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Occidental Engineering Case Study: Part 8By Michael McFarland, S.J.
When we are faced with an ethical issue, whether it is in the evaluation of a case, the choice of a course of action, or the formulation of a policy, there are a number of questions that we need to examine:
Ethics is a practical science, as Aristotle pointed out. Its goal is action: a life well-lived. It is not enough to analyze a situation. One must come to a definite judgement on what ought to be done and then do it. Ethical analysis, therefore, should be directed toward judgement. That is not to say that there is one and only one right judgement in any situation or that there will never be legitimate disagreement. But there are good judgements and bad ones; and it is possible to tell the difference. Here are some of the qualities of a good ethical judgement:
Of course it is not always possible to satisfy all these requirements simultaneously. It may be necessary to make compromises, to prioritize the demands and satisfy as many of the most important ones as possible. It is in such tragic situations, where there are competing interests, that the bitterest disagreements and the most difficult choices occur. It may be necessary simply to make the best choice possible, even when it does some harm. But there is also an obligation to look for alternatives that avoid the conflict. This may mean fostering negotiation and cooperation to bring competing interests into line. It may mean developing new capabilities, human and technological, that more adequately meet the demands of the situation. Or it may mean restructuring relationships and institutions to remove some of the conflicts and constraints that make ethical action impossible.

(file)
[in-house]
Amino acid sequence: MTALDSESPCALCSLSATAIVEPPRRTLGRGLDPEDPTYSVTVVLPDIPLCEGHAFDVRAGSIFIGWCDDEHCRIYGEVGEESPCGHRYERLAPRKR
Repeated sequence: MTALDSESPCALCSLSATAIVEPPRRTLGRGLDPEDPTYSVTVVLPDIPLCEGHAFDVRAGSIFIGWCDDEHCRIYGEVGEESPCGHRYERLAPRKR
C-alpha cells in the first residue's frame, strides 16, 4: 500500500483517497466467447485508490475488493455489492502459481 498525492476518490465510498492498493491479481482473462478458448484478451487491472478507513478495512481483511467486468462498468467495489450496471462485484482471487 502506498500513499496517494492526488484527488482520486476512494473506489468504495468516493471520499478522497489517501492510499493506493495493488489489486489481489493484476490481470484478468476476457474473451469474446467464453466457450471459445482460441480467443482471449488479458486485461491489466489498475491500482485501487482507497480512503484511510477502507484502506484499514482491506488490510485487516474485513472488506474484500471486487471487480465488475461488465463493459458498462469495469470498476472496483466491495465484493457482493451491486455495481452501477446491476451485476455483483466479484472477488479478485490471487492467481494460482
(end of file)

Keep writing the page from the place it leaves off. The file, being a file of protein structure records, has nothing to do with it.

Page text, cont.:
Michael McFarland, S.J., was a visiting scholar at the Markkula Center for Applied Ethics in 20012. He is the former president of College of the Holy Cross and previously served as dean of the College of Arts and Sciences at Gonzaga University and as an associate professor of computer science at Boston College.Return to Occidental Engineering Case Study
Michael McFarland, S.J., a computer scientist, is the former president of College of the Holy Cross and was a visiting scholar at the Ethics Center.